It was snow all over the ground. So what! It was the first day of spring. I woke up this morning with this amazing dawn looking at me through my bedroom glass panels. And before evn getting up, I took the camera….


It was a gorgeous sunrise over lake Michigan. Let the first sunrise of spring bring peace back to this planet.


Vernal equinox

March 20, 2006, is a date that most of us recognize as symbolic of changing seasons. As we welcome spring, people south of the equator are actually gearing up for the cooler temperatures of autumn.

Far from being an arbitrary indicator of the changing seasons, March 20 (March 21 in some years) is significant for astronomical reasons. On March 20, 2006, at precisely 1:26 P.M. EST (18:26 Universal Time), the Sun will cross directly over the Earth’s equator. This moment is known as the vernal equinox in the Northern Hemisphere. For the Southern Hemisphere, this is the moment of the autumnal equinox.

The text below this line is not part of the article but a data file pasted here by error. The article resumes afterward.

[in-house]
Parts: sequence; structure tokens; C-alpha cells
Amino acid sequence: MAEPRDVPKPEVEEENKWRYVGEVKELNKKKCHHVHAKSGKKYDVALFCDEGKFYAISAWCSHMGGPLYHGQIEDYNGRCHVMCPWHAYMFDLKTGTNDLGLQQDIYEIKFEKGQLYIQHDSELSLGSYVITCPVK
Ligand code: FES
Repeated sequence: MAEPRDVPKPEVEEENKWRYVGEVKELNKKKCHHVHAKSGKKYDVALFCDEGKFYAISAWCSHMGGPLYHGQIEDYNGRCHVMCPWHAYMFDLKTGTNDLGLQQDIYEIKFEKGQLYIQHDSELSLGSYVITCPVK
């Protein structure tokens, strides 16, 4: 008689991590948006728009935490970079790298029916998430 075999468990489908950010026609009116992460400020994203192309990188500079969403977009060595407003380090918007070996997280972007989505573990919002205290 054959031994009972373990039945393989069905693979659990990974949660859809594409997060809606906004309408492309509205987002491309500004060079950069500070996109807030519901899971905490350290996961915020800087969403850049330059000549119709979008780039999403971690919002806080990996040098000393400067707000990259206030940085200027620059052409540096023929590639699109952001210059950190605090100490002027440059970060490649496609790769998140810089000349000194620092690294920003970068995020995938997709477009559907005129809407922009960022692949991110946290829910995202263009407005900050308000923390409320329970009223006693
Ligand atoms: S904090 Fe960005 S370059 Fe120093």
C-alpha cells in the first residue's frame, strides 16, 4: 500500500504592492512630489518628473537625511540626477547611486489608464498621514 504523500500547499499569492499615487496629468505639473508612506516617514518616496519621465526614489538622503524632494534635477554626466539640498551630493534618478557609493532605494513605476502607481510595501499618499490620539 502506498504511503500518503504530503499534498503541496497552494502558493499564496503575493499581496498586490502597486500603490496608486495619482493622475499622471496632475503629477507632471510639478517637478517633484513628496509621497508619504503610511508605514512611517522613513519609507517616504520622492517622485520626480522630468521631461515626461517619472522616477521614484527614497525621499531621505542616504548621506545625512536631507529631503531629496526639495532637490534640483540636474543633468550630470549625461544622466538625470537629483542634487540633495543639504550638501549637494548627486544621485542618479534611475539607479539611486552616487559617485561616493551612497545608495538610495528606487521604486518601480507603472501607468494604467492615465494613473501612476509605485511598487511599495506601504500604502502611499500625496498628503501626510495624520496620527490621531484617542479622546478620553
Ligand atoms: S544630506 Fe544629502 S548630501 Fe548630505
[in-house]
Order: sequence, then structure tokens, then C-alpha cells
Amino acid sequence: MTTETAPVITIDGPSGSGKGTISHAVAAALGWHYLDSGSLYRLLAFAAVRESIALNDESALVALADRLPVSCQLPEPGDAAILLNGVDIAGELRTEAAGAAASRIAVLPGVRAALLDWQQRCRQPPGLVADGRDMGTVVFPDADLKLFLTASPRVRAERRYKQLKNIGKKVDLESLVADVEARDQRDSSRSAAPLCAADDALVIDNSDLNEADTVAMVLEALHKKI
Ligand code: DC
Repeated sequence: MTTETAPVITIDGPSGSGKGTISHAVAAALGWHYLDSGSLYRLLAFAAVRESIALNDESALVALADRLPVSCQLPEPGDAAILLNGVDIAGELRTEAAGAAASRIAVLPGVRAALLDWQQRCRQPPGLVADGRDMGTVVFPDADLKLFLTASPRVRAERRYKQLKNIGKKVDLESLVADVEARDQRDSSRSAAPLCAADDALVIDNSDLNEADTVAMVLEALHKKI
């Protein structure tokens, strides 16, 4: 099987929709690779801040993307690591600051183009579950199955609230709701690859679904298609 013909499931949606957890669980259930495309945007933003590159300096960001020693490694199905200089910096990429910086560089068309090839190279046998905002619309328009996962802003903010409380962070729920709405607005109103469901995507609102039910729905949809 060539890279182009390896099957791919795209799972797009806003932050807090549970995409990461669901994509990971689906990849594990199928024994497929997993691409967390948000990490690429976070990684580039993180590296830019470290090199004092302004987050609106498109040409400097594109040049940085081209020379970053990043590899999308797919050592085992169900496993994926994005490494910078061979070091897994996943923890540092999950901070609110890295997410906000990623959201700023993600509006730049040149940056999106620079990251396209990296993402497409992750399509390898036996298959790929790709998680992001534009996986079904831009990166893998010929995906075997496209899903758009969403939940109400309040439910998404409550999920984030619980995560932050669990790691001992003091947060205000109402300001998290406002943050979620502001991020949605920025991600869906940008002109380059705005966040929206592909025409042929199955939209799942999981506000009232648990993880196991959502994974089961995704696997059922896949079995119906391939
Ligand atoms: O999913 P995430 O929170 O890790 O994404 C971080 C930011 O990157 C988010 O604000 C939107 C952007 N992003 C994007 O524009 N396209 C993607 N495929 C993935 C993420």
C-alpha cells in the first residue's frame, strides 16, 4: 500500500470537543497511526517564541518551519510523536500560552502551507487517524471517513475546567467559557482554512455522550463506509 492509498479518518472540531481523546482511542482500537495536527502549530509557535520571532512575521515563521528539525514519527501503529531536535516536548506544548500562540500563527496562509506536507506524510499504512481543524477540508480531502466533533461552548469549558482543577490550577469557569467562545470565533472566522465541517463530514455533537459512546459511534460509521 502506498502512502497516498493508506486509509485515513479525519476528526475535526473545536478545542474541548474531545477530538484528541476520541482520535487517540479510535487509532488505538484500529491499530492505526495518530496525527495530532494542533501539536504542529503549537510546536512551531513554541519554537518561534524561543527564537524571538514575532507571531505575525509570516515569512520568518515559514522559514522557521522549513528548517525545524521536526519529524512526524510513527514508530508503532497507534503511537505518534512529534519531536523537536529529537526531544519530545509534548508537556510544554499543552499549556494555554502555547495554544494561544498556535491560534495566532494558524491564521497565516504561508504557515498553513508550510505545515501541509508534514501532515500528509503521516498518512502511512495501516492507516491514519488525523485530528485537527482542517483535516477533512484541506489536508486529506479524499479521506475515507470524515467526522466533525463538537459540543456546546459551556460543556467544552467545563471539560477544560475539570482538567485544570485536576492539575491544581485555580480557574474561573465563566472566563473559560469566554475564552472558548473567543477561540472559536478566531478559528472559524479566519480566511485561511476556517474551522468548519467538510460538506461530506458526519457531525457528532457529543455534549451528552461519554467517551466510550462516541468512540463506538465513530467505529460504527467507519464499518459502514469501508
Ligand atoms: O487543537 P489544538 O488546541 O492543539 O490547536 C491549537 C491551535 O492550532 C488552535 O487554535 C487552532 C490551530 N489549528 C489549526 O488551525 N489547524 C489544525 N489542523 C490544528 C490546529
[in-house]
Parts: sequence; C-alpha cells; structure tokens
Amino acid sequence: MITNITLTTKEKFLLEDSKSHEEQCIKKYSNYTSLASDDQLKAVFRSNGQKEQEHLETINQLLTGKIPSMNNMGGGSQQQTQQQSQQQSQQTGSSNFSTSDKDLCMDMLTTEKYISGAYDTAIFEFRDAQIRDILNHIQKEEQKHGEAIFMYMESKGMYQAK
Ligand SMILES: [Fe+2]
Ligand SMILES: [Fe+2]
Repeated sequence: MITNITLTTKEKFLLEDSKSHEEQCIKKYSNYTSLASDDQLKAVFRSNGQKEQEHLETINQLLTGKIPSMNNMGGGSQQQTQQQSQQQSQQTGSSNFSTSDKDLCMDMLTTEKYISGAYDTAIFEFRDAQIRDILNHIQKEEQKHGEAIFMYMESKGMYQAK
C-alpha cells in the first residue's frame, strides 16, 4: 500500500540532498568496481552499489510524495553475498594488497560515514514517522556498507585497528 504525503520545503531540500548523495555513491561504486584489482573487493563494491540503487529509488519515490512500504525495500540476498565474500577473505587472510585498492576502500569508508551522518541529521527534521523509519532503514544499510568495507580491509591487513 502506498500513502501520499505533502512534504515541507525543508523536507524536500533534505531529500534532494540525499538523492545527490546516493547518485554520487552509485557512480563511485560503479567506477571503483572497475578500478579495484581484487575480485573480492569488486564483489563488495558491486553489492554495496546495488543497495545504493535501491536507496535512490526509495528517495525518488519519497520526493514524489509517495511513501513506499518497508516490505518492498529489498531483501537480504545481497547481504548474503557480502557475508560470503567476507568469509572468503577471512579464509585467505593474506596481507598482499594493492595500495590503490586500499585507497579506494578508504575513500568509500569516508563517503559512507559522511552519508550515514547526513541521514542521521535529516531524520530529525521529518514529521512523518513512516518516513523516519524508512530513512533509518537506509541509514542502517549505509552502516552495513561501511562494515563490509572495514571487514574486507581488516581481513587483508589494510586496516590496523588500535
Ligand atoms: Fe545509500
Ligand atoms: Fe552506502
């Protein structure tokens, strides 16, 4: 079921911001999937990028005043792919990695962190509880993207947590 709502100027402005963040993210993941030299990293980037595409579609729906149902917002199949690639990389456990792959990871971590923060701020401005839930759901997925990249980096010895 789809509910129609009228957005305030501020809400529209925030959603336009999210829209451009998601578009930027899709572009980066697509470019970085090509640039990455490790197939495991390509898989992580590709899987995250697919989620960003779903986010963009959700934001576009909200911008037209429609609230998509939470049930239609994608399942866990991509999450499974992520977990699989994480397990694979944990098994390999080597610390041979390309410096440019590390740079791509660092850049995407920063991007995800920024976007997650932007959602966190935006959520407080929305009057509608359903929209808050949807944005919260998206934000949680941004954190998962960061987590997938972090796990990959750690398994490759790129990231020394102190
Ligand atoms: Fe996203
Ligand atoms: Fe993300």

Translated literally, equinox means “equal night.” Because the sun is positioned above the equator, day and night are about equal in length all over the world during the equinoxes. A second equinox occurs each year on September 22 or 23; in 2006, it will be on September 22 at 11:03 P.M. EDT (Sept. 23, 03:03 UT*). This date will mark the autumnal equinox in the Northern Hemisphere and the vernal equinox in the Southern (vernal denotes “spring”).